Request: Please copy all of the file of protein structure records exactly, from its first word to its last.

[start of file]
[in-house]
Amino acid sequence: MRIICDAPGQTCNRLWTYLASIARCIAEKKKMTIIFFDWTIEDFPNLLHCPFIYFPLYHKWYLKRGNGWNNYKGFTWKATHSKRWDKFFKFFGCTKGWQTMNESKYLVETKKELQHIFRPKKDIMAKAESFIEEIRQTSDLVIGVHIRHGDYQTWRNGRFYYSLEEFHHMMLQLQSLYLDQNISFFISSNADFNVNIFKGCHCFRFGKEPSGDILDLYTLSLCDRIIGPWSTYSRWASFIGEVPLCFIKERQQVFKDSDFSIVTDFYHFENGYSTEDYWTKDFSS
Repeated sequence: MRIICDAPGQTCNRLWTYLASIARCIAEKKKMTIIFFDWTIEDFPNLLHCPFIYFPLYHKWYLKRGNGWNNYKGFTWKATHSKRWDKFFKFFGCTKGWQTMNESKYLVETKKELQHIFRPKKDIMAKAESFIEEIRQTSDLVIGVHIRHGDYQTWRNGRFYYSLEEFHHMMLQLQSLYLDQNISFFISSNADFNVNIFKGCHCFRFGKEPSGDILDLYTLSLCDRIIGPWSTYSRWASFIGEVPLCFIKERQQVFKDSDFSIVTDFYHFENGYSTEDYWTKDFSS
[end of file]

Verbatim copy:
[in-house]
Amino acid sequence: MRIICDAPGQTCNRLWTYLASIARCIAEKKKMTIIFFDWTIEDFPNLLHCPFIYFPLYHKWYLKRGNGWNNYKGFTWKATHSKRWDKFFKFFGCTKGWQTMNESKYLVETKKELQHIFRPKKDIMAKAESFIEEIRQTSDLVIGVHIRHGDYQTWRNGRFYYSLEEFHHMMLQLQSLYLDQNISFFISSNADFNVNIFKGCHCFRFGKEPSGDILDLYTLSLCDRIIGPWSTYSRWASFIGEVPLCFIKERQQVFKDSDFSIVTDFYHFENGYSTEDYWTKDFSS
Repeated sequence: MRIICDAPGQTCNRLWTYLASIARCIAEKKKMTIIFFDWTIEDFPNLLHCPFIYFPLYHKWYLKRGNGWNNYKGFTWKATHSKRWDKFFKFFGCTKGWQTMNESKYLVETKKELQHIFRPKKDIMAKAESFIEEIRQTSDLVIGVHIRHGDYQTWRNGRFYYSLEEFHHMMLQLQSLYLDQNISFFISSNADFNVNIFKGCHCFRFGKEPSGDILDLYTLSLCDRIIGPWSTYSRWASFIGEVPLCFIKERQQVFKDSDFSIVTDFYHFENGYSTEDYWTKDFSS